Dangerous Peace: New Rivalry in World Politics

By Alpo M. Rusi | Go to book overview

ity, may not ultimately survive the transition from bipolarity to new rivalry intact, a new transatlantic partnership will take shape. Europe and America will still share a common strategic commitment, but the responsibilities and fights in the grouping will be divided in a novel way.

Russia will most probably find a new cooperative relationship with Western Europe, combining its own resources and European knowhow on a new scale. Western Europe will no longer be a threat but a partner to Russia, provided that sensible leadership remains in power in the latter.

If transatlantic partnership remains central to the Western order and Russia develops a cooperative relationship with the West, then the world system of the 21st century will develop some aspects of a new bipolar balance of power with a Western sphere opposed to a Chinese sphere. Japan's place in such a system remains open, but only to a degree. In a multipolar setting it would be free to choose between several masters, but in a bipolar one it is too near to China to be able to resist its strong gravitational pull.


Notes
1.
Kegley and Raymond, A Multipolar Peace, p. 150.
2.
Charles W. Kegley, "Explaining Great-Power Peace: The Sources of Prolonged Postwar Stability", in Kegley, (ed.), The Long Postwar Peace ( New York: HarperCollins), 1991, pp.3-22.
3.
Kenneth N. Waltz, Theory of International Politics ( Wesley, MA: Addison Publishers), 1979.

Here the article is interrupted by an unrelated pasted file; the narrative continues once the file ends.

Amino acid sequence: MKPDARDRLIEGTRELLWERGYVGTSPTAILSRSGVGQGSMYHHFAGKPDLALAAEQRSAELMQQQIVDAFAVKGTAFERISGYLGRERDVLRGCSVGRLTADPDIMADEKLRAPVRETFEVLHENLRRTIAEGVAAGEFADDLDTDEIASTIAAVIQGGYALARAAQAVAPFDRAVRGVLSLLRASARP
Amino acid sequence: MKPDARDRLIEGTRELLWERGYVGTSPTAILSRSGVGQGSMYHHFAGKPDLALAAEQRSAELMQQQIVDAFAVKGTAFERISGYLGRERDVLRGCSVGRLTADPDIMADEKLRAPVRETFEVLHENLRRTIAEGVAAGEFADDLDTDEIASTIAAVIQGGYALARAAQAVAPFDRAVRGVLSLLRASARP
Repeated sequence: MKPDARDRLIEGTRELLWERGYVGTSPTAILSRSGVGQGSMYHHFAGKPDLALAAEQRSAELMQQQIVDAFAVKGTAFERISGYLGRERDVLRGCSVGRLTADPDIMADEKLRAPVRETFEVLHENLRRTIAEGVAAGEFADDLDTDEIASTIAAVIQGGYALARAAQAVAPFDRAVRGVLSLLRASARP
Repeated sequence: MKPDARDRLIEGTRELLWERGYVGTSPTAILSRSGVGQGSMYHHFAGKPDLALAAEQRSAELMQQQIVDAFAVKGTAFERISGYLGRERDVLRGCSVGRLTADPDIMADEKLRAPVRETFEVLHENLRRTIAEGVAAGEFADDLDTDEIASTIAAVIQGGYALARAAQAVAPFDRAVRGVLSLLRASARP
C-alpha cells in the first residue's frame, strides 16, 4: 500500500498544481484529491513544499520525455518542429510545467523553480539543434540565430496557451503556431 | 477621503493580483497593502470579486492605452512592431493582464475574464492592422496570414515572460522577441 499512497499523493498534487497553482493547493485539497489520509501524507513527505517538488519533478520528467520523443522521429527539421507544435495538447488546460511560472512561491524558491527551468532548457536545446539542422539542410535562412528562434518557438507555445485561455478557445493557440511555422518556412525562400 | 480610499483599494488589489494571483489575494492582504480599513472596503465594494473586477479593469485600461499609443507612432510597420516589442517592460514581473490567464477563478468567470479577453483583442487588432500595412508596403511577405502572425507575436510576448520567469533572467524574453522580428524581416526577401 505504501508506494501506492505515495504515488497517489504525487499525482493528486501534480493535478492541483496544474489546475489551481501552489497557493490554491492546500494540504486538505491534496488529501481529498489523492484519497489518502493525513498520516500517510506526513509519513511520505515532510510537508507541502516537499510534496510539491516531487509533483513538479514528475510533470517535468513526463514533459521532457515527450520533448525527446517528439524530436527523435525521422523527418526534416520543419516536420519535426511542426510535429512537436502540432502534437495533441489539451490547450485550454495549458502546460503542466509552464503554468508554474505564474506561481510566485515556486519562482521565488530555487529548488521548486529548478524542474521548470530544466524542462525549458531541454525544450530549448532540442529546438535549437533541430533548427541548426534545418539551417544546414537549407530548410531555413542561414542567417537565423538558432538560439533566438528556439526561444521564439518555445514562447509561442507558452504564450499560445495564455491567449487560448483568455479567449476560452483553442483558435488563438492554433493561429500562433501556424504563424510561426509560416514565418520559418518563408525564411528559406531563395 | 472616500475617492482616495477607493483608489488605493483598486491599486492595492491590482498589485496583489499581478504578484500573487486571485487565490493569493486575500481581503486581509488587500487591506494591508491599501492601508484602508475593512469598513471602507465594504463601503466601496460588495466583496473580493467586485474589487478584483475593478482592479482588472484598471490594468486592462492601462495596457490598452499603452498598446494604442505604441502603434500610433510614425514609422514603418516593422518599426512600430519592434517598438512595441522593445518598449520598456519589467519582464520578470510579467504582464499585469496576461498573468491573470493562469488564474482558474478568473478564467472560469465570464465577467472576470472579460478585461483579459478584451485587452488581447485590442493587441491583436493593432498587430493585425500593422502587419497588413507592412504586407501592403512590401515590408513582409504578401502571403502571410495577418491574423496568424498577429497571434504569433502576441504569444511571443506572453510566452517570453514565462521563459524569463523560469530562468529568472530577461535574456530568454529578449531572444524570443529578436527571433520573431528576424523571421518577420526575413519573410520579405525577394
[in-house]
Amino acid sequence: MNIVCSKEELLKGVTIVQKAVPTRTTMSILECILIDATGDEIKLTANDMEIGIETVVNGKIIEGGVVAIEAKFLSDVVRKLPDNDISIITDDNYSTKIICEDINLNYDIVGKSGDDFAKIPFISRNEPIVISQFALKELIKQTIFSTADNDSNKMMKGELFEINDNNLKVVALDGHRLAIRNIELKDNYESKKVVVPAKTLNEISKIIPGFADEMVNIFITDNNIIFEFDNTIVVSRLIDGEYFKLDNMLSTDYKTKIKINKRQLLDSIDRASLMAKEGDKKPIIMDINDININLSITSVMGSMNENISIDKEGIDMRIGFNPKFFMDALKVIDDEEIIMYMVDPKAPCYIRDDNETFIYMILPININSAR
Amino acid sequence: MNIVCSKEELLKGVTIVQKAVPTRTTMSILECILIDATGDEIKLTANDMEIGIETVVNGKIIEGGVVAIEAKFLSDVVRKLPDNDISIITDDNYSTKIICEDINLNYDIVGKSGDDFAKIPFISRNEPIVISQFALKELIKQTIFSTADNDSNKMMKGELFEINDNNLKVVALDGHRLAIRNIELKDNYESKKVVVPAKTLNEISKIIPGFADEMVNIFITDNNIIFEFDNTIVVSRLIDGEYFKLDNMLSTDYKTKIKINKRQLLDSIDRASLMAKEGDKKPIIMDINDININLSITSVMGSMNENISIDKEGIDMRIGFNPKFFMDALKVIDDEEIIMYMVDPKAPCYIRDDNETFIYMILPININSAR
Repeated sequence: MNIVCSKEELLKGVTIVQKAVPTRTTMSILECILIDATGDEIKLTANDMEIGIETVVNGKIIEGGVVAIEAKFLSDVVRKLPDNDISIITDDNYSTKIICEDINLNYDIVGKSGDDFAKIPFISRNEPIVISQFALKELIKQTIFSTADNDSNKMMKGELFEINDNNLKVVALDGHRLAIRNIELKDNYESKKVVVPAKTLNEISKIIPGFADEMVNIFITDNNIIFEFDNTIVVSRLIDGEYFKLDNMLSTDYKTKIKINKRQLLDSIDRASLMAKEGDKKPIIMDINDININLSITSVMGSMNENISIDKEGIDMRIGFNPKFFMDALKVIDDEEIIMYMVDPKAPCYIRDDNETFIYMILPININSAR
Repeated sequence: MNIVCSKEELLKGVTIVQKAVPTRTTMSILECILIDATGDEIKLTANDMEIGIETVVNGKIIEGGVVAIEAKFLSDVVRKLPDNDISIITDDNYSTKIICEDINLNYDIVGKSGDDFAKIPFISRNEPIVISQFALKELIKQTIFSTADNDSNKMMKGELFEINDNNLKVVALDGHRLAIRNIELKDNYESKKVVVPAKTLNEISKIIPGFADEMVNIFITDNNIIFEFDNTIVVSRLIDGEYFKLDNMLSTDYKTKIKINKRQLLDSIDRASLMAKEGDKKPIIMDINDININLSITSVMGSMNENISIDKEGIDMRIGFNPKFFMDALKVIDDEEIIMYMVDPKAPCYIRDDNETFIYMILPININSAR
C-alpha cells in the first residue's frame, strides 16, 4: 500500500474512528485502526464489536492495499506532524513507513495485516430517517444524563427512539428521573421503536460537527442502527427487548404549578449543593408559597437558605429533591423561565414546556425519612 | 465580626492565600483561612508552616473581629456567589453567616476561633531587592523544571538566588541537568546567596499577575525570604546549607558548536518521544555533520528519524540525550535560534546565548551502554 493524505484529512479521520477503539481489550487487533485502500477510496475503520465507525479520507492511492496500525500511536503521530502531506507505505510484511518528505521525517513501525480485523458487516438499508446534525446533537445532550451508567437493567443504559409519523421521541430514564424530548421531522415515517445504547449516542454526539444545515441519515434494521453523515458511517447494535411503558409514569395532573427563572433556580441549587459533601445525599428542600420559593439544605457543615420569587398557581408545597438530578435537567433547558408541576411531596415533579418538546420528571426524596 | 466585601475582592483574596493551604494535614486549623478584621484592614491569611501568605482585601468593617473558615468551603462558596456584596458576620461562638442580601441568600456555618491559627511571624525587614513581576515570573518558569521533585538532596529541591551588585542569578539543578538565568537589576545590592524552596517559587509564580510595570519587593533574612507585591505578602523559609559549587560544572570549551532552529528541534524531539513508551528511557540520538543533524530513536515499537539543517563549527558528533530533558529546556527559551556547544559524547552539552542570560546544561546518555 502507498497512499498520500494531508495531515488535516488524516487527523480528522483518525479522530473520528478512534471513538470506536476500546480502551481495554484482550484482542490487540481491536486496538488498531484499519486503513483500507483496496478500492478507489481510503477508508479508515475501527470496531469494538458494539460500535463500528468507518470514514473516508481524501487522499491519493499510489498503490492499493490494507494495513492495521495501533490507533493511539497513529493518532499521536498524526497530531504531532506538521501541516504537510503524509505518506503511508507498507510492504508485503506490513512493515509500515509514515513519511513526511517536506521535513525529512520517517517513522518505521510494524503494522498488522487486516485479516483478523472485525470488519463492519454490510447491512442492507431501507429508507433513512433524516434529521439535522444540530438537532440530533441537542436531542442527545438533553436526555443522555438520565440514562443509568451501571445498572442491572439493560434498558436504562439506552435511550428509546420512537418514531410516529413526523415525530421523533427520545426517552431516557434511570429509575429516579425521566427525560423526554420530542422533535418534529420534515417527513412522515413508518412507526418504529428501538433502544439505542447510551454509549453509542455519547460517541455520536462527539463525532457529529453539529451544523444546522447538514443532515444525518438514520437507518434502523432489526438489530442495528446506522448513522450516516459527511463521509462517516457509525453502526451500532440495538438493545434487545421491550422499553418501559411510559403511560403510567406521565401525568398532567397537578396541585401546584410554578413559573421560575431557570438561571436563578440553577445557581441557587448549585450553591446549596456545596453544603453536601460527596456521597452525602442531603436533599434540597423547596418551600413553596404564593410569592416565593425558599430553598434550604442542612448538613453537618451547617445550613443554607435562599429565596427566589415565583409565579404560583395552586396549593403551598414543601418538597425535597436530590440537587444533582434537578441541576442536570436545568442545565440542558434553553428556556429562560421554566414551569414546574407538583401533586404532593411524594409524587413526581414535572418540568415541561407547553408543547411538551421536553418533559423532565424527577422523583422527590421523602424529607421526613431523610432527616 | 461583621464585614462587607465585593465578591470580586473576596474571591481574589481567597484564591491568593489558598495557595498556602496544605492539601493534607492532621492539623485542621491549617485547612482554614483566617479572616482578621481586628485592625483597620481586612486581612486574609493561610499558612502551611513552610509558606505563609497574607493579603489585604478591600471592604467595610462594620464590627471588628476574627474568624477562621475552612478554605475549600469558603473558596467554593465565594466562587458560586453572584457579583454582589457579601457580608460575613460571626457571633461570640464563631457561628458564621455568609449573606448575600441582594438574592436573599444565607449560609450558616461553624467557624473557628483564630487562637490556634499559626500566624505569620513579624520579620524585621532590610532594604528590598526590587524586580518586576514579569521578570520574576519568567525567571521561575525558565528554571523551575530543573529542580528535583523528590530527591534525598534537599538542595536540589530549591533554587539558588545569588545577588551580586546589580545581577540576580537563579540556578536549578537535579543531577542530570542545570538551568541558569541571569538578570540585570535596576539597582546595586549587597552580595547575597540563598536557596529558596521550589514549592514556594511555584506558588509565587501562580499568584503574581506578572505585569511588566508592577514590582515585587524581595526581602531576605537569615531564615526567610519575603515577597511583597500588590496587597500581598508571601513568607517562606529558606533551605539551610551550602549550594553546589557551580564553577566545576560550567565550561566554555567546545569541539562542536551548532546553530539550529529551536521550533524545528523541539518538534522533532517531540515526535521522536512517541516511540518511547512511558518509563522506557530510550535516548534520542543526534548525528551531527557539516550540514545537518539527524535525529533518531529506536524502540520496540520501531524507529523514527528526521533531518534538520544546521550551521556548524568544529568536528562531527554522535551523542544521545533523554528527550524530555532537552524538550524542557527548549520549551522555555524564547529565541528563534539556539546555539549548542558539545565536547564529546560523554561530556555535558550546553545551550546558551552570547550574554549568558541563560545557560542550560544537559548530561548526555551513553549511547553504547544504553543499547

4.
John Mueller, "Dropping Out of the War Systems", The Los Angeles Times, September 12, 1988.
5.
This book does not deal in detail with the sources of "long peace" but wants to stress the historic logic of the theses of Immanuel Kant concerning the conditions of lasting peace. Kant believed that the combination of representative government and the painful lessons of recurrent warfare would eventually lead to perpetual peace. On the foundations of international security in the post-Cold War international environment in "Kantian" terms, see Michael Mandelbaum, The Dawn of Peace in Europe ( New York: Twentieth Century Fund), 1996, pp. 77, 125 - 126.

-131-

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Dangerous Peace: New Rivalry in World Politics
Table of contents

Table of contents

  • Title Page iii
  • Contents vii
  • Preface ix
  • 1 - Introduction 1
  • Notes 7
  • 2 - Collapsing Bipolarity 11
  • Notes 33
  • 3 - Emergence of the New Economic System 35
  • Notes 54
  • 4 - New Geopolitical Actors on the Rise 59
  • Notes 90
  • 5 - Toward a New Global Rivalry 97
  • Notes 109
  • 6 - The Global Order for the 21st Century: Positive Interrelationship or Conflictual Rivalry? 113
  • Notes 131
  • 7 - Constructing the Real Future 135
  • Notes 145
  • Appendix 149
  • Bibliography 171
  • About the Book and Author 183
  • Index 185
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